Acts 20:13–16 records Paul’s stops in Galatia on his way to Jerusalem, as he ministered in several coastal towns on the way to Jerusalem. Recall that when in Philippi in Macedonia Paul had intended to travel straight to Jerusalem in Syria, probably in order to be there for the Passover; yet, because of the Jews’ plot against his life, a longer route through Galatia was a more practical and wiser course. Paul, however, still wanted “to be in Jerusalem, if possible, on the Day of Pentecost” (Acts 20:16). Therefore, Paul passed by Ephesus, knowing that a stop there would have necessitated a lengthy stay and further delay his reaching Jerusalem. However, Paul was compelled to minister to the believers in Ephesus. Thus, Acts 20:17 reports that Paul disembarked in Miletus, a city roughly 30 miles south of Ephesus, and summoned the elders of the church to briefly meet with him.

Exhorting the Ephesians (20:17–38)

Paul summoned and met with “the elders of the church” (Acts 20:17) of Ephesus, who are later referred to as “overseers” (Acts 20:28) who shepherd the church. Clearly, these men whom Paul met with in Miletus were pastors of the church in Ephesus. In Acts 20:17–24, Paul’s message to the elders touched upon two main themes. First, by way of encouraging the church leaders in right conduct, Paul reviewed his own example in Ephesus, as he reminded them that he served God with humility, faced trials and persecution, and proclaimed the gospel publicly and privately (cf. Acts 20:18–21). Second, Paul told the elders of his plans to travel to Jerusalem and informed them that he knew that persecution awaited him. Yet, Paul stated he was “compelled by Spirit” (Acts 20:22) and went to discharge “the ministry I received from the Lord Jesus” (Acts 20:24).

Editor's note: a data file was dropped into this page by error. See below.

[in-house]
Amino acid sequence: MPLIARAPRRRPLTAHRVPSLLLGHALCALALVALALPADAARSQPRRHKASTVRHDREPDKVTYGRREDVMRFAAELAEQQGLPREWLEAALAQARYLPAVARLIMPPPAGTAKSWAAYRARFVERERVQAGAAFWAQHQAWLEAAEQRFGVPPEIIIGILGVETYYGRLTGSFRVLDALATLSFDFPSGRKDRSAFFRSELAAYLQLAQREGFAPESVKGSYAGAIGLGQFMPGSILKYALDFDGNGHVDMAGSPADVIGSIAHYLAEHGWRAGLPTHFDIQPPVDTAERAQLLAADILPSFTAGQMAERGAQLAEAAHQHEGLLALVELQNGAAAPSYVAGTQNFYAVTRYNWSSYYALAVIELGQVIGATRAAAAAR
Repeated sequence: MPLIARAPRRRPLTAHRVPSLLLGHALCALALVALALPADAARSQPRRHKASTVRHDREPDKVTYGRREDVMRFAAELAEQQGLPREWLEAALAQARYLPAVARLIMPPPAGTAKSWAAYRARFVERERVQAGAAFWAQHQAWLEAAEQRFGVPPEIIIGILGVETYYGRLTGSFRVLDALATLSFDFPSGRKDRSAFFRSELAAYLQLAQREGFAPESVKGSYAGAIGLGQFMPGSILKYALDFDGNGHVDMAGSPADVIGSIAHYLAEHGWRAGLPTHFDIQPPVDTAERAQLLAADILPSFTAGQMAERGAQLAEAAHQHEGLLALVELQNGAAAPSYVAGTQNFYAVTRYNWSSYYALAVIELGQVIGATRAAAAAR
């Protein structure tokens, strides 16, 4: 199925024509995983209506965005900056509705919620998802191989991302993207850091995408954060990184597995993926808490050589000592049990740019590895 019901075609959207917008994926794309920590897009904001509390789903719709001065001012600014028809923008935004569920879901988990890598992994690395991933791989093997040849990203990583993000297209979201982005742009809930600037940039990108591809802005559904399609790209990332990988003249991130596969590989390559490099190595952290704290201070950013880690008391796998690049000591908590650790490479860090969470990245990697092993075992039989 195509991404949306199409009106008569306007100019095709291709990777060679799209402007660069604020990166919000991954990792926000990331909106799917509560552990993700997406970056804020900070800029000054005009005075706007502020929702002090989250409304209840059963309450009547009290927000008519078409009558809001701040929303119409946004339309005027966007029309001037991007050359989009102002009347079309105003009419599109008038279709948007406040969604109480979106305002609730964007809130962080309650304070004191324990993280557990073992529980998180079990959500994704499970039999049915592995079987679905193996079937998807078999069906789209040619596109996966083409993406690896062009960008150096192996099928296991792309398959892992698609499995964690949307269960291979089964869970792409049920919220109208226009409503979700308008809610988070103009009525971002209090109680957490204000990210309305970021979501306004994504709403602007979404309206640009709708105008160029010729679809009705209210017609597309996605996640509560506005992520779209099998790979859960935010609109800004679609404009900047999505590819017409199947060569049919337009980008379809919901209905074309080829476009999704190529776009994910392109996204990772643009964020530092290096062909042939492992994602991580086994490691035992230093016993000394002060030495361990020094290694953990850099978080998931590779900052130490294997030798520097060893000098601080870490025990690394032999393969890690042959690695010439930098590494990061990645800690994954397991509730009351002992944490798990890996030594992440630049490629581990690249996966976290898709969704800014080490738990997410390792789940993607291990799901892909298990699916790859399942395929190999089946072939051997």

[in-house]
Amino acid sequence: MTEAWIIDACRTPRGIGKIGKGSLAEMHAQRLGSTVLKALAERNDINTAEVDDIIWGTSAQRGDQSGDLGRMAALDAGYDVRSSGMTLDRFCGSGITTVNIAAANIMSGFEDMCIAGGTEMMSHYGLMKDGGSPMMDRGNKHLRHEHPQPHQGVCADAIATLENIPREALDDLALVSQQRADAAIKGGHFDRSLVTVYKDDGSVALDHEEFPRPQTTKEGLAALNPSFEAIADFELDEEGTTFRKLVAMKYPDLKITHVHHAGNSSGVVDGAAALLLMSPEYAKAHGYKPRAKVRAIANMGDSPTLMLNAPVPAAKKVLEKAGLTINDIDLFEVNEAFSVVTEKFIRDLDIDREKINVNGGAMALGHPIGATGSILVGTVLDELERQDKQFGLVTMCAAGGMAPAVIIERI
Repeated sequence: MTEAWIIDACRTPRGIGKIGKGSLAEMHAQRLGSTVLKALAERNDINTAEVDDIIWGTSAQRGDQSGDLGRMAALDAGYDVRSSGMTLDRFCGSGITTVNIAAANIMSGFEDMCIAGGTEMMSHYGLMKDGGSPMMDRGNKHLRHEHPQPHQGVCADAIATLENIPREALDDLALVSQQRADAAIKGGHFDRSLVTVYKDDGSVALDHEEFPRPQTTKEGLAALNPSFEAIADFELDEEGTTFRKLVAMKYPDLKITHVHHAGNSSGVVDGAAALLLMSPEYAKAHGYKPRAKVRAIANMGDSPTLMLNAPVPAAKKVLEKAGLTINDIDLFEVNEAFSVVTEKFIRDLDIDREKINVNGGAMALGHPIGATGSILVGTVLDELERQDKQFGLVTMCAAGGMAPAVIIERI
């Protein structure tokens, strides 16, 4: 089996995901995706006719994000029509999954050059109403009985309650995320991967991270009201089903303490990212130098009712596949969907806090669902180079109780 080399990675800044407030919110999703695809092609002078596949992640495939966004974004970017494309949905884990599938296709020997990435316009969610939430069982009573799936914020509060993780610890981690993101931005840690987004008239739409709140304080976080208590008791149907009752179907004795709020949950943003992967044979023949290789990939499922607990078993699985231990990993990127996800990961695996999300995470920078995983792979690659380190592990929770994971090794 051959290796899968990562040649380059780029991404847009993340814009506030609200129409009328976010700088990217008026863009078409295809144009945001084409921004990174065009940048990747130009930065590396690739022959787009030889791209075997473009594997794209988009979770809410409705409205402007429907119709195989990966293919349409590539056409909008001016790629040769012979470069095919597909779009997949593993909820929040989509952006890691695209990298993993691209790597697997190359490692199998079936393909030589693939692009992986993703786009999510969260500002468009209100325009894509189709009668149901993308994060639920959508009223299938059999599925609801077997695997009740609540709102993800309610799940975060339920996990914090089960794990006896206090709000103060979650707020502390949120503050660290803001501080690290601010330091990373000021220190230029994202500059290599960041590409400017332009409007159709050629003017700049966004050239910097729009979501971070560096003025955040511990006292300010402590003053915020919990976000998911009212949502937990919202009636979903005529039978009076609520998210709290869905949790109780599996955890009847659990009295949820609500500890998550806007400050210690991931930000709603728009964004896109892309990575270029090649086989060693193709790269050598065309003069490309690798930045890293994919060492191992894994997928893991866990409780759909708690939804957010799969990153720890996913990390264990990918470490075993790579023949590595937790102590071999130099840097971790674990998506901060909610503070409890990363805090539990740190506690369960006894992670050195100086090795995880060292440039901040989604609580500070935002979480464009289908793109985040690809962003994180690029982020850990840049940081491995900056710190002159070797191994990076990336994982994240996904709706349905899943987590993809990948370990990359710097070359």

As he continued instructing the Ephesian elders, in Acts 20:25–38 Paul reminded the church leaders of his general ministerial example. Paul’s rationale here was not to give a personal self-defense, but to encourage the elders to imitate him. Paul reminded them that he had faithfully preached the gospel (cf. Acts 20:25–26), that he had taught the Bible (cf. Acts 20:27), that he had warned believers and unbelievers alike (cf. Acts 20:31), that he had not coveted money (cf. Acts 20:33), and that he had labored for his own support and for the care of others (cf. Acts 20:34–35). Further, in concluding his teaching, Paul told the Ephesian elders that he would not see them again (cf. Acts 20:25, 38), exhorted the leaders to faithfully shepherd the church (cf. Acts 20:28), and warned them that false teachers would arise within the church to attack believers (cf. Acts 20:29–30).

Application Questions:

  1. Why did Paul face persecution in every city in which he ministered? What is it about the gospel message that provokes a hostile response from some people?
  2. Why was Paul so desirous to repeatedly re-visit the cities in which he had earlier ministered? Given the constant persecution he faced, was this a wise practice?
  3. Given the infinite possibilities for ministry, and the finite availability of resources, how do we decided when, where, and to whom we should minister?
  4. Why do you think Paul was determined to visit Jerusalem, since, as he told the Ephesian elders, he knew that persecution awaited him there?
  5. How could Paul be sure that false teachers would both attack the church, and arise from within the church? Is this still happening today?